Annual Report | 2019/2020



Investing in our future


2019-2020 has clearly been an unprecedented year for all of us and it certainly has been no different at Washtenaw County Community Mental Health (WCCMH). It was a year filled with trials and tribulation and a year fraught with fear of the known and unknown. However, it was also a year that saw WCCMH rise to meet the challenges presented by COVID-19 alongside of our network providers and community partners. I have often expressed my gratitude for the dedication and compassion of those who work tirelessly for the people we serve and this year my gratitude has grown exponentially. Thank you all for the work that you have done and continue to do during these unprecedented times.

Although COVID-19 has been an obvious focus of our year, there have also been numerous exciting initiatives and opportunities. Our partnerships with key stakeholders such as our schools and law enforcement have only deepened, and the Public Safety and Mental Health Preservation Millage has presented our community with great opportunities–many of which are highlighted in this annual report.

Additionally the State of Michigan has officially become a Certified Community Behavioral Health Clinic (CCBHC) demonstration state and WCCMH is one of 14 sites that will be taking part in Senator Debbie Stabenow’s transformational legislation. CCBHC gives us the opportunity to not only expand the array of services we provide, but also expand the population to whom we can provide these services through a sustainable funding mechanism. WCCMH’s ability to secure and diversify new revenue streams has and will continue to allow us to serve more of our community members in new and innovative ways.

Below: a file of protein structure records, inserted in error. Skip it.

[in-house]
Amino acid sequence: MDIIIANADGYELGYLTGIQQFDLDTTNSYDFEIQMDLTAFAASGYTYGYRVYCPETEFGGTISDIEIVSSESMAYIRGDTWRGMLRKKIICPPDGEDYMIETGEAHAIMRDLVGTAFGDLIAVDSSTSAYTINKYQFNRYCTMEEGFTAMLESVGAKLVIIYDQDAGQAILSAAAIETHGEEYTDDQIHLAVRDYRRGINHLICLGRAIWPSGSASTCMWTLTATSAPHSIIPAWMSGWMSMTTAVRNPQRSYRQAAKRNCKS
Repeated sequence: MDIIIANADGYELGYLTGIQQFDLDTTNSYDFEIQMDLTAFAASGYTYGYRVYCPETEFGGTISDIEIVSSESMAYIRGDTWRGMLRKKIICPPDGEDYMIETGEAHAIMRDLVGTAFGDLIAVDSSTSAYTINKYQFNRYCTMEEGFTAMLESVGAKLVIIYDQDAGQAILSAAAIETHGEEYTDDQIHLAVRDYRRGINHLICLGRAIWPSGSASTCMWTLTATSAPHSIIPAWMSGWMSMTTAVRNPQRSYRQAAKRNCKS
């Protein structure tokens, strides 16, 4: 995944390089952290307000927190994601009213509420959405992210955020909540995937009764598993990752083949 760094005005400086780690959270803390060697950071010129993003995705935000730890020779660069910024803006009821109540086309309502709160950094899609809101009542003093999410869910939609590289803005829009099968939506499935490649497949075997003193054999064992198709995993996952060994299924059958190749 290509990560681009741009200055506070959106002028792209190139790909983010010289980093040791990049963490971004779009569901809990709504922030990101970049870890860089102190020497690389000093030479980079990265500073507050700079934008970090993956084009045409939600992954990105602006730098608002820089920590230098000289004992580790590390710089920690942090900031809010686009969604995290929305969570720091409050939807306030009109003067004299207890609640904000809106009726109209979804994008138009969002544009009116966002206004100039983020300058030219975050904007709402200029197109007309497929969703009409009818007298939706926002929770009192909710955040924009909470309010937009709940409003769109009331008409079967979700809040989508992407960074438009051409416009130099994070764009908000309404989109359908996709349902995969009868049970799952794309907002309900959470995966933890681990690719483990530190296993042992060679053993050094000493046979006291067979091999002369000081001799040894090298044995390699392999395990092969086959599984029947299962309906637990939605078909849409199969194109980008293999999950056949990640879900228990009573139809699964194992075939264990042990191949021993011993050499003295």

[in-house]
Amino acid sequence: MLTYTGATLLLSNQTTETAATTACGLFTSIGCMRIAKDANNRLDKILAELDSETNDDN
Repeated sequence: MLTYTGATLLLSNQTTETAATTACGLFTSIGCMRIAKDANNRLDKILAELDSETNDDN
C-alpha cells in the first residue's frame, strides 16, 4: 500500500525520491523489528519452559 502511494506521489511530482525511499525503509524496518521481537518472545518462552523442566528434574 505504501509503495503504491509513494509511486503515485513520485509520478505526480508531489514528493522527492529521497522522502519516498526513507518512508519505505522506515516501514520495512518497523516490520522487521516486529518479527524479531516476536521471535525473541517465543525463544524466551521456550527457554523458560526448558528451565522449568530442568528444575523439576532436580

This year WCCMH has demonstrated its grit, dedication, and perseverance all the while continuing to be an organization founded on bold action and progressive change. The coming year will be no different. The WCCMH Board and I look forward to our continued success in working with our partners and stakeholders on improving the lives of not just those we serve, but the community as a whole.

Always looking forward,


Trish Cortes
Executive Director, WCCMH

John Martin
Chair, WCCMH Board

Washtenaw County Community Mental Health (WCCMH) Believes That

Black Lives Matter.

WCCMH has spent the past few months closely monitoring and tracking the powerful and impactful movement of Black Lives Matter (BLM) worldwide. This historical moment is an important and emotional time for everyone but acutely heightened for our Black community members. WCCMH strives to be both a partner and participant in BLM and feels it paramount to raise our collective voice with each of you to reiterate the POWER and PASSION we must lend to BLM.

As with so many statistics, we are acutely aware that the number of Black community members who struggle with mental health issues is disproportionally higher from those in the White community. In addition to supporting the mental health needs in the Black community, our agency is also committed to combating the systematic racism that most certainly contributes to this disproportionality.